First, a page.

Next day began like countless days before it. He walked the empty streets, singing and then raving. He screamed at a dark cloud.
He didn’t need to enter the houses for tinned food or drink yet; the houses with their families sitting at dinner or in front of a long-blank television screen, bare-boned, eyeless, stinking heaps of corruption, the sutures of their skulls shattered by a blast of ultrasonics from the bull-horn of a low-skimming drone. There were no drones flying now. They had run out of fuel and crashed long ago, after so cruelly, by a billions-to-one chance, sparing his life. The Lonely Man.
Once he had tried every radio-wave band in the world. There were not even carrier waves. Television and the internet were all dead. He had managed to rig up a video player once, and that had been the worst of all.
No. The worst had been when he entered a house to find a cocktail party in progress which had been going on for years. He had never dared enter a school …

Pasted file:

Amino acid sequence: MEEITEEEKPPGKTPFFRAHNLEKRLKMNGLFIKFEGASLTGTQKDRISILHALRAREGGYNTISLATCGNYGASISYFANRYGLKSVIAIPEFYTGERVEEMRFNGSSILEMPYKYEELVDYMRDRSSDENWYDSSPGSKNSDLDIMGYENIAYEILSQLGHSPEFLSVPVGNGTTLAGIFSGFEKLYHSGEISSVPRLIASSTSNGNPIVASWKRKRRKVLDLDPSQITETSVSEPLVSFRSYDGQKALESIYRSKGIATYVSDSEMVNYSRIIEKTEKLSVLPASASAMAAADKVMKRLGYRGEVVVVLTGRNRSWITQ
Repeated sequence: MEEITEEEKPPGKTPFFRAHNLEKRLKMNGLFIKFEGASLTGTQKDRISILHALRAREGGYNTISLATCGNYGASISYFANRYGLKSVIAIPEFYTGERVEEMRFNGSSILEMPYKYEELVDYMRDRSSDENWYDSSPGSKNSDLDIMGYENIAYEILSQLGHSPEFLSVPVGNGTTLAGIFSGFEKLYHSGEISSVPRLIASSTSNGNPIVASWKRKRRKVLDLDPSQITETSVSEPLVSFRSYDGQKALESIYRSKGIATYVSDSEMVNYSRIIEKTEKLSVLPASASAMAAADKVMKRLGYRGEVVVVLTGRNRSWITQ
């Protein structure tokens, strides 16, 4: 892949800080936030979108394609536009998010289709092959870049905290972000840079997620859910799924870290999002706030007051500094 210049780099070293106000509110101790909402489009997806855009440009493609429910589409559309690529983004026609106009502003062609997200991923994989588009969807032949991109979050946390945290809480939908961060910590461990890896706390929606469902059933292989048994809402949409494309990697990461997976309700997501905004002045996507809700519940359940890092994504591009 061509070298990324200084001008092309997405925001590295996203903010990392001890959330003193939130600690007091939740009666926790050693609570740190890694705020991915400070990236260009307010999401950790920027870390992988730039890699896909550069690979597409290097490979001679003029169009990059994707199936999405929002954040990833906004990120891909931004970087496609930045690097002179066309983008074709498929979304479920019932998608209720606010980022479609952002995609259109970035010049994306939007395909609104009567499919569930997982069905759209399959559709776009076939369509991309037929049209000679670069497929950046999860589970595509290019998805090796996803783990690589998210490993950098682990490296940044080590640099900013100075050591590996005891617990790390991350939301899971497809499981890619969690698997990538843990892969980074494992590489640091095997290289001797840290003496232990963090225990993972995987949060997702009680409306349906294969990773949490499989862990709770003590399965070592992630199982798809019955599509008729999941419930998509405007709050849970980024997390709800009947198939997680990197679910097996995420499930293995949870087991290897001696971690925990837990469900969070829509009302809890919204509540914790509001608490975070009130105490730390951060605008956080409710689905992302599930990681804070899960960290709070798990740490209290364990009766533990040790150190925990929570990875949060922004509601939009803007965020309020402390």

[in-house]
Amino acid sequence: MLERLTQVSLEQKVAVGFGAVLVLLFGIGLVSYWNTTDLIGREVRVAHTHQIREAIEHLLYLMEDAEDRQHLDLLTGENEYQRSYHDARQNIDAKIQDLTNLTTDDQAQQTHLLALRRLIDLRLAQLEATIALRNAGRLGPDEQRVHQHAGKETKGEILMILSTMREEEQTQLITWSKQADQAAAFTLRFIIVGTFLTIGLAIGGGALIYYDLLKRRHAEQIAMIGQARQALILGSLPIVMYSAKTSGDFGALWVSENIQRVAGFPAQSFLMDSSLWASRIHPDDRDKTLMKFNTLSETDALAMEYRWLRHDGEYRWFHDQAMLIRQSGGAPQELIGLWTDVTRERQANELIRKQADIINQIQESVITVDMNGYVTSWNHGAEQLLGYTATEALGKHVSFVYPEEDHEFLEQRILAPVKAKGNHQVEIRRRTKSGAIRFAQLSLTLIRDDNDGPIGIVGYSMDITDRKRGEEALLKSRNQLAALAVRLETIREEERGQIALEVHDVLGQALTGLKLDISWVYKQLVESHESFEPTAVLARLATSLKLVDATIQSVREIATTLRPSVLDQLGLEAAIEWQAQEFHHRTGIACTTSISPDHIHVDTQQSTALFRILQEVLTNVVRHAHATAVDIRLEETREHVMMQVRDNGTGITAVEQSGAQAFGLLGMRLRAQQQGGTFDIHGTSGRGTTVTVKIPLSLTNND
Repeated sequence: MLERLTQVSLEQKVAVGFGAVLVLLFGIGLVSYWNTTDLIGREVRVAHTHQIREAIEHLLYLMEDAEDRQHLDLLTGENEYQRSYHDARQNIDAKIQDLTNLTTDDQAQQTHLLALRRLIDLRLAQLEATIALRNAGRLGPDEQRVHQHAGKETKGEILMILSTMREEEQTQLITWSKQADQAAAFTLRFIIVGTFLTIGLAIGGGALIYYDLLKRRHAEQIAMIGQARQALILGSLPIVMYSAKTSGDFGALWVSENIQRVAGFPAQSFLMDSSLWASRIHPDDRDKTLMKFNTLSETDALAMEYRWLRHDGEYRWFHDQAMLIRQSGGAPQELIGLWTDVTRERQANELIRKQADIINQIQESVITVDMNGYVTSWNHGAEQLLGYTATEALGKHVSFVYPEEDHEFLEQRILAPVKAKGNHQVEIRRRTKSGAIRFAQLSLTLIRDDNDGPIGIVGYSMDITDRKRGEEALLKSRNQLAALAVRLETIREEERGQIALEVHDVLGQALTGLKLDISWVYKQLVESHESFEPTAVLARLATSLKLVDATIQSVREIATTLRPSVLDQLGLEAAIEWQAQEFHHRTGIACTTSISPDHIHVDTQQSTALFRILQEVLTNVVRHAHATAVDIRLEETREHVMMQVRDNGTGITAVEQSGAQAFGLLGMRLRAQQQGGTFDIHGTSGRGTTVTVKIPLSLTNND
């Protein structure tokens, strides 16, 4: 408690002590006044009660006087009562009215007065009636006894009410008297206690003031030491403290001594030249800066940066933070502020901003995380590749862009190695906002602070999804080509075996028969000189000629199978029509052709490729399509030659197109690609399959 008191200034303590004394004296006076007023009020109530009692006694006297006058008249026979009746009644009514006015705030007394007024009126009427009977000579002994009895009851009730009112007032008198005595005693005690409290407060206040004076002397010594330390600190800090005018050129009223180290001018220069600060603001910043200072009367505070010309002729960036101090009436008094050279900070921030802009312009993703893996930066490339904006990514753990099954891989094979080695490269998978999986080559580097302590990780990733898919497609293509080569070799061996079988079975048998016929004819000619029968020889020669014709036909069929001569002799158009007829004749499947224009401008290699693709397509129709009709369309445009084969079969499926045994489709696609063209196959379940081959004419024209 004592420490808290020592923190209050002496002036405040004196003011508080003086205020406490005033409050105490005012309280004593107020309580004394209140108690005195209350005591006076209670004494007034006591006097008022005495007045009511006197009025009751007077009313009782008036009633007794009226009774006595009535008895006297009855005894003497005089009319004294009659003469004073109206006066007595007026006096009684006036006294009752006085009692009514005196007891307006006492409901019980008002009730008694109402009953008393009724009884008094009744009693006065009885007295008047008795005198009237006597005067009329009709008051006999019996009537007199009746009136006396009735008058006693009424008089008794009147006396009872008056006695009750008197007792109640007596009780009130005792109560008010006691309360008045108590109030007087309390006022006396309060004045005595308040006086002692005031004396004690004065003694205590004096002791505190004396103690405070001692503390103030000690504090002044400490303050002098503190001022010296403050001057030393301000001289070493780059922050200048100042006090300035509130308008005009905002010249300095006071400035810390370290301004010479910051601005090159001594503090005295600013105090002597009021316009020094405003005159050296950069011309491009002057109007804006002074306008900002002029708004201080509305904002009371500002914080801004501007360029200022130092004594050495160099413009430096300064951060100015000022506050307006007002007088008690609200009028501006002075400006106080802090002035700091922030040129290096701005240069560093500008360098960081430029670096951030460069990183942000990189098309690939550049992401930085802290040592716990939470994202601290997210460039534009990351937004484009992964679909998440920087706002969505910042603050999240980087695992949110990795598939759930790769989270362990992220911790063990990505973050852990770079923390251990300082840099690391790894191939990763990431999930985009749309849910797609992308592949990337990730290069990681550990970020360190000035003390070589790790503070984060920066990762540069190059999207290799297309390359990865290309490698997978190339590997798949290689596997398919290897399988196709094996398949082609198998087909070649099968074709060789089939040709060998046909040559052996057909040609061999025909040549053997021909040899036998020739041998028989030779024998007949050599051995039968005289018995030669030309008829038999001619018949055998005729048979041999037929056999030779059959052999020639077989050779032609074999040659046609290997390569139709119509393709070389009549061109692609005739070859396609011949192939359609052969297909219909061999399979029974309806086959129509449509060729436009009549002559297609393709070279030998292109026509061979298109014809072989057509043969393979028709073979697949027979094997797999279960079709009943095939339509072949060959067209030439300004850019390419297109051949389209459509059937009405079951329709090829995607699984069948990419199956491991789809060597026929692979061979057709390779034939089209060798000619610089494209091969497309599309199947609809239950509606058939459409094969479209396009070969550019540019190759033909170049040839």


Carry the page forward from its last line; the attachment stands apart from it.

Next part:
Often, so often, he had thought of suicide, but drew back, thinking it would be too undignified and cowardly an ending for the human race. And there was always the pale, phantom hope, paler every day, of the Mars ships. The ideas had no more consolation now than the first words of his song, “Liberty unlimited for The Lonely Man …” He sobbed out prayers in an empty church, lay for a while on a pew, drinking, then staggered out into the street again. The black cloud was nearer.
The storm he had tried to hold at bay was upon him again. He flung himself down on the tarmac, fists and face beating on the road, weeping and screaming.